The chapters come with a simple timeline, a useful map, a helpful index and a not so helpful glossary (as some words I wanted to look up were not in it).

Overall it is still a great find and worth getting for any library on history, urban development or the Middle East.
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36 of 39 people found the following review helpful By "old_guy" on July 9, 2003
Format: Paperback
I'm reading Leick's book right now, and enjoying it. She surveys ancient Mesopotamia through the examination of 10 ancient city sites, from Eridu to Babylon. Naturally this narrative device is a springboard for digressions into the culture as best we can know (or guess) at it. Leick does stints as a tour guide, if I recall the author bio correctly, & it shows in her writing, which is accessible if a bit repetitive when she wants to make a point. She also attends to the different archaelogists who've dug up Mesopotamia and their biases, hypotheses, etc.; she takes a similar approach with contemporary scholarly debates, "teaching the conflicts" as it were. This & Roux's "Ancient Iraq" seem to be the two best books for us lay readers in the past 40 years or so.
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14 of 14 people found the following review helpful By kallan on January 26, 2004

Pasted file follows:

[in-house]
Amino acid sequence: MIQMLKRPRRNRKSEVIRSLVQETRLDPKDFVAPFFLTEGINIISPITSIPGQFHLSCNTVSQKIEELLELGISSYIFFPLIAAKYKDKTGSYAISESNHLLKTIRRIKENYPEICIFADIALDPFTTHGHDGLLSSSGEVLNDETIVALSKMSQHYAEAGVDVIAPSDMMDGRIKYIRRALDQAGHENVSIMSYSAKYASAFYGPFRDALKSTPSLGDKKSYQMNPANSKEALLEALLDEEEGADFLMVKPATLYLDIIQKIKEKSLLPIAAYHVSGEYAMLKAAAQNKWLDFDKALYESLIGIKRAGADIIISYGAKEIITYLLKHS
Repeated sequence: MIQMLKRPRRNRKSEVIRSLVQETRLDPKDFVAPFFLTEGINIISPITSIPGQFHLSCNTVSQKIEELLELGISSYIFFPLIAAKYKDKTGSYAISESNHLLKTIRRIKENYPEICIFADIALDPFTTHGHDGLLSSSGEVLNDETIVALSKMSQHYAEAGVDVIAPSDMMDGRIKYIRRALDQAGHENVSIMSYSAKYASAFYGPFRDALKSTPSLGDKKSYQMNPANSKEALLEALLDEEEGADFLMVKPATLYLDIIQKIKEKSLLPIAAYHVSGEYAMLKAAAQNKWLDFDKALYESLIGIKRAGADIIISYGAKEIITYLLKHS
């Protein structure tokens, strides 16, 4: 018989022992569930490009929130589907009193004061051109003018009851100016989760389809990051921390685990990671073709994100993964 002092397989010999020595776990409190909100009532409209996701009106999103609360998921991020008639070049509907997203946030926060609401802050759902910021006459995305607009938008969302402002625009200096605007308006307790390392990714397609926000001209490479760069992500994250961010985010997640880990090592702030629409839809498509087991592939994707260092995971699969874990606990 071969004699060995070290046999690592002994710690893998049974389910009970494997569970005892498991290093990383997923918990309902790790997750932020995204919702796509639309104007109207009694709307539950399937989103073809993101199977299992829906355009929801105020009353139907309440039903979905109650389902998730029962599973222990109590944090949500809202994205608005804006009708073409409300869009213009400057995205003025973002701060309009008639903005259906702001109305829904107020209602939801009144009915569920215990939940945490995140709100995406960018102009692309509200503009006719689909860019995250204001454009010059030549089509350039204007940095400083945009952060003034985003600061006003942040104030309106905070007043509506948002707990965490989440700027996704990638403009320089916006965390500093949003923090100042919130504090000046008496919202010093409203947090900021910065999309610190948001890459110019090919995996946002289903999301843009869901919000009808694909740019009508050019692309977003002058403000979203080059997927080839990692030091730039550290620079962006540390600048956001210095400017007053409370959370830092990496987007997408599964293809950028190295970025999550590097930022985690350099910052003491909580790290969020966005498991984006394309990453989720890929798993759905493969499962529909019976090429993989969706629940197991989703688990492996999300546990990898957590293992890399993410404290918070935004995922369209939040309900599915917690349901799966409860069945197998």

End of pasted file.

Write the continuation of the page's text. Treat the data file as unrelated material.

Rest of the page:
Format: Hardcover
I enjoyed this book a lot. It's a book that manages to be both scholarly and readable as it introduces the archaeology and history of various cities around Mesopotamia. Archaeology is the main focus, but Leick draws on written texts, notably literary texts, to illuminate the physical evidence. This book also shows how much more investigative work there is to be done in that region of the world.
A good read.
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9 of 9 people found the following review helpful By Brian K. Miller on October 5, 2010
Format: Kindle Edition Verified Purchase
The dawn of civilization has long been a dark mystery to everyone except a handful of scholars in dusty libraries and museum collection rooms. While endless material has been written and published about Egypt, Rome, and Greece, almost nothing has been available for the layman with an abiding interest in the very dawn of civilization: Sumer and Akkad. Gwendolyn Leick's book "Mesopotamia" has changed everything. This is far more complete, far more readable, and far more detailed than anything currently available on the market. If you are looking for one book with a complete, impartial view of how civilization began, then this is the book you're looking for!